Critical and Pre-Critical Phases in Kant’s Philosophy of Logic.Charles Nussbaum - 1992 - Kant Studien 83 (3):280-293.
    The transition in Kant's writings form a pre-critical to a critical standpoint has been thoroughly documented with regard to Kant's changing conception of metaphysics, theory of knowledge, and philosophy of mathematics. But a similar alteration in standpoint in Kant's philosophy of logic has received little or no attention. This paper documents the existence of this shift in Kant's philosophy of logic and examines its nature. The resulting analysis provides evidence for the thesis that Kant began with a strictly intensional term (...)
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  7.  50
    Concepts, judgments, and unity in Kant's metaphysical deduction of the relational categories.Charles Nussbaum - 1990 - Journal of the History of Philosophy 28 (1):89.
    In lieu of an abstract, here is a brief excerpt of the content:Concepts, Judgments, and Unity in Kant's Metaphysical Deduction of the Relational Categories CHARLES NUSSBAUM 1. INTRODUCTION TO ANY ATTENTIVEREADERof the section of the Critique of Pure Reason' known as the "Metaphysical Deduction of the Categories" (A67/B92-A83/B to9), one paragraph in that section stands out particularly by virtue of its special importance for Kant's developing argument: The same function Which gives unity to the various representations in ajudgment also gives (...)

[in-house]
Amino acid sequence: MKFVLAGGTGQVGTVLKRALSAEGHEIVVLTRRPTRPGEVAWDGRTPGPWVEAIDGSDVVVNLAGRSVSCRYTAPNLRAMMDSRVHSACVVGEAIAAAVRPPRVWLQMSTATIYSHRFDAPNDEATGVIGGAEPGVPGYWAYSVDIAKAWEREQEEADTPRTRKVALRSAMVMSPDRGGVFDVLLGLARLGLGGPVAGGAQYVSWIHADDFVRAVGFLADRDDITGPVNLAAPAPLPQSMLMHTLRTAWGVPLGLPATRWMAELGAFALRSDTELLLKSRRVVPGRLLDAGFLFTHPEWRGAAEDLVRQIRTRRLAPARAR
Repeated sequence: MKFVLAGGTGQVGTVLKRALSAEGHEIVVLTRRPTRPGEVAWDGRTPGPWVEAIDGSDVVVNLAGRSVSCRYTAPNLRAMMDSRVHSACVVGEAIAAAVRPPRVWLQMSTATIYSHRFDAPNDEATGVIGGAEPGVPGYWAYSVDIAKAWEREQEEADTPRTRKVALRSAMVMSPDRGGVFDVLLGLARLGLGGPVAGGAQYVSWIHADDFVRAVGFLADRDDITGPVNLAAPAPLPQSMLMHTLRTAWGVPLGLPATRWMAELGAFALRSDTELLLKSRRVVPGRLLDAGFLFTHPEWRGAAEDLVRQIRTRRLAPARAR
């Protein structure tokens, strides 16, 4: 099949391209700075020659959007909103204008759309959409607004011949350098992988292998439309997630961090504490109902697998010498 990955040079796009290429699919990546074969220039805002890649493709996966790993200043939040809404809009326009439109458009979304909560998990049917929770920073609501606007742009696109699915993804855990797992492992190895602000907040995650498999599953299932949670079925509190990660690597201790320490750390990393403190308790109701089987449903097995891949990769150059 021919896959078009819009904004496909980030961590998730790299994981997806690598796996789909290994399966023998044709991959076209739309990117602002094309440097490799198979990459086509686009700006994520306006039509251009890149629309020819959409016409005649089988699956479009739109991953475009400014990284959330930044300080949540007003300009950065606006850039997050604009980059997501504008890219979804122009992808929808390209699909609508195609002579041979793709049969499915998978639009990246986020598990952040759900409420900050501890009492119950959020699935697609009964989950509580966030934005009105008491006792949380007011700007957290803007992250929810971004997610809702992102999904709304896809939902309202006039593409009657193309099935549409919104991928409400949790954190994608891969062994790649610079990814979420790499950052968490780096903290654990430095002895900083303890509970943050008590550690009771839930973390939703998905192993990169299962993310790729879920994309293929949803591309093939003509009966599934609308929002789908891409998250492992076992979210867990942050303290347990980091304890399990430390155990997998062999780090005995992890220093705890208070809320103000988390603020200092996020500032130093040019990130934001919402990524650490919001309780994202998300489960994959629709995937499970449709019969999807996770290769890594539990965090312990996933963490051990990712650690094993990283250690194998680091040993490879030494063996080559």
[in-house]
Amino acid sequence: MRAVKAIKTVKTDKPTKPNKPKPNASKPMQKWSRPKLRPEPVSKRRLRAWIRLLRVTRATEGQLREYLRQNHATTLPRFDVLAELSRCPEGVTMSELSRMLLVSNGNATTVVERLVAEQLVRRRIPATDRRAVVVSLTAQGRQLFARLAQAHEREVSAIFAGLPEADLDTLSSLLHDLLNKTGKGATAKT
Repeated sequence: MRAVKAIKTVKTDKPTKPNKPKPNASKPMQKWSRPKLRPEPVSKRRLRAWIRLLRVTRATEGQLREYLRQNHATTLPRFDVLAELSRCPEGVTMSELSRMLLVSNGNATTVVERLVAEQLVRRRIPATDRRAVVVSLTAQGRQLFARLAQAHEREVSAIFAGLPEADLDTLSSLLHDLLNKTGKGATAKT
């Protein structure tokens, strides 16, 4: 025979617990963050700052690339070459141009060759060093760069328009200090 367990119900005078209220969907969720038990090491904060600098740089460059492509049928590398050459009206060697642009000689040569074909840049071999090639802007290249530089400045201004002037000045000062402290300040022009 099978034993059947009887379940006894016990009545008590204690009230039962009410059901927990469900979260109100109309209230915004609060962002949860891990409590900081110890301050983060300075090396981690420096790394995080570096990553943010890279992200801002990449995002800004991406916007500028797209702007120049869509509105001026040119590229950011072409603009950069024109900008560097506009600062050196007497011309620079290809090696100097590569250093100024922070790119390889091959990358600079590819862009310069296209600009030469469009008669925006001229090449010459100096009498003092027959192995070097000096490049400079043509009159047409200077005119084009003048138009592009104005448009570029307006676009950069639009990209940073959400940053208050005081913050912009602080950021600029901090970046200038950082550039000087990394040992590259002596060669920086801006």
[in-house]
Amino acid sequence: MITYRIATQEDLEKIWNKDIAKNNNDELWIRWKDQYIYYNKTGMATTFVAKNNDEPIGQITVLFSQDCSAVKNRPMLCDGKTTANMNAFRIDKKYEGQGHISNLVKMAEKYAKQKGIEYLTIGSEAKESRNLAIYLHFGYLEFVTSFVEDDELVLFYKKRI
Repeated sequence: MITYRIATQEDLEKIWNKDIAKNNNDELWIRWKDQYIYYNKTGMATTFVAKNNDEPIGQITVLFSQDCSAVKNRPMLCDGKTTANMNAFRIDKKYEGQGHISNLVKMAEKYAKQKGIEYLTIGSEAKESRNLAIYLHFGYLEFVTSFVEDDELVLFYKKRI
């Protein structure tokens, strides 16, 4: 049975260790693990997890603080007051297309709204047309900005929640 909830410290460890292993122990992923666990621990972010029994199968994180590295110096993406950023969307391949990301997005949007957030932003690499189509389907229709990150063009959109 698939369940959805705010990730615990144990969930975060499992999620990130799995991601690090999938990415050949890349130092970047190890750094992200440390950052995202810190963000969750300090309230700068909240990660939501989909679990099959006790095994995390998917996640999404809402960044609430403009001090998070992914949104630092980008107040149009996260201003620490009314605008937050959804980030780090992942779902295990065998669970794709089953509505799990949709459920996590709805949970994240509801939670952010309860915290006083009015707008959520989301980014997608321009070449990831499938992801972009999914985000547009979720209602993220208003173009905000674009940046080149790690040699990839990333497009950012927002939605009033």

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  8.  24
    Did Kant Refute the Ontological Argument?Charles Nussbaum - 1994 - Southwest Philosophy Review 10 (1):147-156.
  9. Another look at functionalism and the emotions.Charles Nussbaum - 2003 - Brain and Mind 4 (3):353-383.
  10.  45
    Aesthetics and the Problem of Evil.Charles Nussbaum - 2003 - Metaphilosophy 34 (3):250-283.
    Abstract:Much of Western speculative metaphysics has subscribed to what has been called “explanatory rationalism,” which holds that there is a reason for everything that is and for the way everything is. Theodicies, or metaphysical attempts to solve the problem of evil, have relied on a special application of this principle of explanatory rationalism, namely, the principle of plenitude, which holds that the evil in the world is a necessary ingredient in the world's overall perfection or degree of reality. This essay (...)